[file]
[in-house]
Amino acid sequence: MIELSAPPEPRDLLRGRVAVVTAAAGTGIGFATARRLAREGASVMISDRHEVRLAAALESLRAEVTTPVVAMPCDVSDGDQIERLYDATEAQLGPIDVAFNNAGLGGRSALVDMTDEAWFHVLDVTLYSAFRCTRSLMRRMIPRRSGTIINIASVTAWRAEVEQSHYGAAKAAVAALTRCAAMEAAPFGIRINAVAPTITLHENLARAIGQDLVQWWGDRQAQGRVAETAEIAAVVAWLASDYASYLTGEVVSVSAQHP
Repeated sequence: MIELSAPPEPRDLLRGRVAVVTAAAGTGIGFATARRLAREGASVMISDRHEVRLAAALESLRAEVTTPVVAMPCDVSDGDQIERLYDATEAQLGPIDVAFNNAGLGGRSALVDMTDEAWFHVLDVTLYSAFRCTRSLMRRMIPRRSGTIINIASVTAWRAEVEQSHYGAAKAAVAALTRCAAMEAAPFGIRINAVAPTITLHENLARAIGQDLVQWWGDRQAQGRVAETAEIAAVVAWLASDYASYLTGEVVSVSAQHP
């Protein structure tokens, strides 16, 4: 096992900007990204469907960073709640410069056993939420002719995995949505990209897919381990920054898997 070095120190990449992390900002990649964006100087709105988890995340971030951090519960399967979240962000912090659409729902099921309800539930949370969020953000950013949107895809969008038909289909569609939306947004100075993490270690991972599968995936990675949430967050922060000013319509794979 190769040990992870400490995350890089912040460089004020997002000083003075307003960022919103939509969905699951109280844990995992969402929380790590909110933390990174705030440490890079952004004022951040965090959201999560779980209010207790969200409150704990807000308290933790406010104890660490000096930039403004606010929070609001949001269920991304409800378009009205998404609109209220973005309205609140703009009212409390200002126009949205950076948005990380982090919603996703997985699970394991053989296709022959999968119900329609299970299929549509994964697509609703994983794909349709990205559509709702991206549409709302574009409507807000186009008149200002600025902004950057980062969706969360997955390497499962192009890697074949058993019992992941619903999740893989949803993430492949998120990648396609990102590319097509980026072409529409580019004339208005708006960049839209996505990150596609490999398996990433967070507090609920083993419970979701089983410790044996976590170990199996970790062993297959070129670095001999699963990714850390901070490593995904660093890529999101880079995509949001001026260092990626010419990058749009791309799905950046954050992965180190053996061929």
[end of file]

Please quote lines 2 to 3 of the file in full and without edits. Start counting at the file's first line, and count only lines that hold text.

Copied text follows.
Amino acid sequence: MIELSAPPEPRDLLRGRVAVVTAAAGTGIGFATARRLAREGASVMISDRHEVRLAAALESLRAEVTTPVVAMPCDVSDGDQIERLYDATEAQLGPIDVAFNNAGLGGRSALVDMTDEAWFHVLDVTLYSAFRCTRSLMRRMIPRRSGTIINIASVTAWRAEVEQSHYGAAKAAVAALTRCAAMEAAPFGIRINAVAPTITLHENLARAIGQDLVQWWGDRQAQGRVAETAEIAAVVAWLASDYASYLTGEVVSVSAQHP
Repeated sequence: MIELSAPPEPRDLLRGRVAVVTAAAGTGIGFATARRLAREGASVMISDRHEVRLAAALESLRAEVTTPVVAMPCDVSDGDQIERLYDATEAQLGPIDVAFNNAGLGGRSALVDMTDEAWFHVLDVTLYSAFRCTRSLMRRMIPRRSGTIINIASVTAWRAEVEQSHYGAAKAAVAALTRCAAMEAAPFGIRINAVAPTITLHENLARAIGQDLVQWWGDRQAQGRVAETAEIAAVVAWLASDYASYLTGEVVSVSAQHP